Monday, June 30, 2008

"Mobility Training May Be the Most Important Factor in ... Health" by Steve Maxwell

I wish that when I started my weight loss journey back in 2003, that I was using joint mobility exercises. My knees and ankles would have loved me! Unfortunately, it wasn't until I took Steve Maxwell's Joint Mobility Workshop this year that I was able to fully appreciate the importance of doing daily joint mobility (JM) exercises. What I also like about these types of exercises is that it's not about working you out as much as it is training and strengthening your joints and learning how your body moves.

Another great thing about JM exercises is that they can be done every morning after rolling out of bed. In all honesty fellas, those of you who are not exercising like you know you should be, will benefit greatly by incorporating JM exercises into your routine because they also increase your balance, which is a seldom discussed aspect of being healthy. Oh, and you can do these exercises no matter how conditioned, or de-conditioned, you are. So whether you see yourself as fat, chubby, or skinny, JM exercises are for you!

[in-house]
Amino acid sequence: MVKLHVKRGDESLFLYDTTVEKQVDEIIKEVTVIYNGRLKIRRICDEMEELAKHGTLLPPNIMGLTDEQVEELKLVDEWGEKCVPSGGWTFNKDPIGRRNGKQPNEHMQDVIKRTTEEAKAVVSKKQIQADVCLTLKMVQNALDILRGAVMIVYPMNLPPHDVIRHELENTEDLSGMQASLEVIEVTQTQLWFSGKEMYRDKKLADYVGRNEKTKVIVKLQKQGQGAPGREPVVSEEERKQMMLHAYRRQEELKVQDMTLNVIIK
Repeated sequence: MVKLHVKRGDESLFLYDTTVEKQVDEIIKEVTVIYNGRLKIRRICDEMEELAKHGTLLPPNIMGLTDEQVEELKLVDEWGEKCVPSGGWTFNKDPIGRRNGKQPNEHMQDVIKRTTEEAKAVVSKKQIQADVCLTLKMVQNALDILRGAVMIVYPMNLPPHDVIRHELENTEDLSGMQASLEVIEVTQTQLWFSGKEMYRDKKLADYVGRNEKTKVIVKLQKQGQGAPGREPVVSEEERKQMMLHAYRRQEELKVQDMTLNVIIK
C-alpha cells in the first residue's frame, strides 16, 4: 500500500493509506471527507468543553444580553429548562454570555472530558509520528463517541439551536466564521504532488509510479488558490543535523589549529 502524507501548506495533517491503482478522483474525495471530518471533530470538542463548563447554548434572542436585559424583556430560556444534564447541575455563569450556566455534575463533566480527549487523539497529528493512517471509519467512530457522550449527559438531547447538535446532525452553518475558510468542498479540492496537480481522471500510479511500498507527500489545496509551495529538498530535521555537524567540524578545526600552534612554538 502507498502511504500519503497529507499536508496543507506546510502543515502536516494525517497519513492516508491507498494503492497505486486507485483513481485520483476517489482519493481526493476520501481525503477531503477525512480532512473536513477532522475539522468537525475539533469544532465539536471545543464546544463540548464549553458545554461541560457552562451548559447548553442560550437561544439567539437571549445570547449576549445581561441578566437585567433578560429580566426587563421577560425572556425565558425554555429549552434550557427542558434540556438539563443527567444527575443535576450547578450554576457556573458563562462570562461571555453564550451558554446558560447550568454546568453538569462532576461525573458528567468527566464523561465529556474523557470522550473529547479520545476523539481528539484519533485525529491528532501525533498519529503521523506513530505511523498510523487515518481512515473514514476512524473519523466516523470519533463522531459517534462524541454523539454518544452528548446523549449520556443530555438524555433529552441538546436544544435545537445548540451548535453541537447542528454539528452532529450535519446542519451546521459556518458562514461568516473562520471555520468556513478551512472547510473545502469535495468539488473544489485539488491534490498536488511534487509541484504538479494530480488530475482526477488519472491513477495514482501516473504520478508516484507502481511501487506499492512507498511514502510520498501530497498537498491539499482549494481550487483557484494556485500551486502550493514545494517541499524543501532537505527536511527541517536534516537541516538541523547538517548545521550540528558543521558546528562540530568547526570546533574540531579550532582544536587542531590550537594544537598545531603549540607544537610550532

I practice joint mobility exercises that I've learned from Steve Maxwell and Paul Zaichik. Steve has posted his Maxwell Daily Dozen on his website in addition to his The Encylopedia of Joint Mobility Exercises DVD, and Paul has several DVDs and books that also discuss JM exercises and flexibility. The JM exercises that I learned from Paul is discussed on his DVD Everything You've Ever Wanted To Know About Splits.

I hope that Coach Maxwell's post below, helps to convince you of the importance of JM training and its overall health-ful benefits. Enjoy!

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Mobility Training May Be the Most Important Factor in Musculoskeletal Health

By Steve Maxwell